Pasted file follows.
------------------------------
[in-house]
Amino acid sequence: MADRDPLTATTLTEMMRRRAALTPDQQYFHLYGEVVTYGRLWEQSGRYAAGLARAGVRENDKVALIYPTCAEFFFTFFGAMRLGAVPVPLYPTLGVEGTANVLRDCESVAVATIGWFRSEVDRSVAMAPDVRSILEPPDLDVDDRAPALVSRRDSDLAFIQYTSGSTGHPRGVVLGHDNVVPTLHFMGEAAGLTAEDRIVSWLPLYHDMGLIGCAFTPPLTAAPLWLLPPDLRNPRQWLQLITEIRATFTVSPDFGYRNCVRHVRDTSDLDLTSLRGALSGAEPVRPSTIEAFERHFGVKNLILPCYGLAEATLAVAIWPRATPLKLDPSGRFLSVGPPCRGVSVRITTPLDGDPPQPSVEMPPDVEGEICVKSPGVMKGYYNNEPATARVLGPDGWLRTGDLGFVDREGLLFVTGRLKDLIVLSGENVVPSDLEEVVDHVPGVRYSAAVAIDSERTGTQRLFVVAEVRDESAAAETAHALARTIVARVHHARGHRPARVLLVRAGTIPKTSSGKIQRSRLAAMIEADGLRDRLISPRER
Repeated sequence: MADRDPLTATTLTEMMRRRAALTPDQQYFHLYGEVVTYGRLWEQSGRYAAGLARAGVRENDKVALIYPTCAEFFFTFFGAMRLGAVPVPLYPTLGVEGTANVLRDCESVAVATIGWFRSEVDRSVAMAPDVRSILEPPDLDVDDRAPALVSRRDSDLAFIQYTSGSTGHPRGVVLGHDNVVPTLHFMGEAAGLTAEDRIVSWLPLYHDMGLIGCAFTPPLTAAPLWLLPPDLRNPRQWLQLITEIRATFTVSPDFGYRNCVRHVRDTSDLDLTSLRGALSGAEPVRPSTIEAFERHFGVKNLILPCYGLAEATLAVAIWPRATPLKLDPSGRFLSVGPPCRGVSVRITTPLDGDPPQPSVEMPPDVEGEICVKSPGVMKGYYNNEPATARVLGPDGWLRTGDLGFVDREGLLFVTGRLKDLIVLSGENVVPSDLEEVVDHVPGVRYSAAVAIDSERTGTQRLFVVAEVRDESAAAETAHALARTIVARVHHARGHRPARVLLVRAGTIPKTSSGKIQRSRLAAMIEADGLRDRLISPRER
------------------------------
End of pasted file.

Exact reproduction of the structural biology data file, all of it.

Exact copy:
[in-house]
Amino acid sequence: MADRDPLTATTLTEMMRRRAALTPDQQYFHLYGEVVTYGRLWEQSGRYAAGLARAGVRENDKVALIYPTCAEFFFTFFGAMRLGAVPVPLYPTLGVEGTANVLRDCESVAVATIGWFRSEVDRSVAMAPDVRSILEPPDLDVDDRAPALVSRRDSDLAFIQYTSGSTGHPRGVVLGHDNVVPTLHFMGEAAGLTAEDRIVSWLPLYHDMGLIGCAFTPPLTAAPLWLLPPDLRNPRQWLQLITEIRATFTVSPDFGYRNCVRHVRDTSDLDLTSLRGALSGAEPVRPSTIEAFERHFGVKNLILPCYGLAEATLAVAIWPRATPLKLDPSGRFLSVGPPCRGVSVRITTPLDGDPPQPSVEMPPDVEGEICVKSPGVMKGYYNNEPATARVLGPDGWLRTGDLGFVDREGLLFVTGRLKDLIVLSGENVVPSDLEEVVDHVPGVRYSAAVAIDSERTGTQRLFVVAEVRDESAAAETAHALARTIVARVHHARGHRPARVLLVRAGTIPKTSSGKIQRSRLAAMIEADGLRDRLISPRER
Repeated sequence: MADRDPLTATTLTEMMRRRAALTPDQQYFHLYGEVVTYGRLWEQSGRYAAGLARAGVRENDKVALIYPTCAEFFFTFFGAMRLGAVPVPLYPTLGVEGTANVLRDCESVAVATIGWFRSEVDRSVAMAPDVRSILEPPDLDVDDRAPALVSRRDSDLAFIQYTSGSTGHPRGVVLGHDNVVPTLHFMGEAAGLTAEDRIVSWLPLYHDMGLIGCAFTPPLTAAPLWLLPPDLRNPRQWLQLITEIRATFTVSPDFGYRNCVRHVRDTSDLDLTSLRGALSGAEPVRPSTIEAFERHFGVKNLILPCYGLAEATLAVAIWPRATPLKLDPSGRFLSVGPPCRGVSVRITTPLDGDPPQPSVEMPPDVEGEICVKSPGVMKGYYNNEPATARVLGPDGWLRTGDLGFVDREGLLFVTGRLKDLIVLSGENVVPSDLEEVVDHVPGVRYSAAVAIDSERTGTQRLFVVAEVRDESAAAETAHALARTIVARVHHARGHRPARVLLVRAGTIPKTSSGKIQRSRLAAMIEADGLRDRLISPRER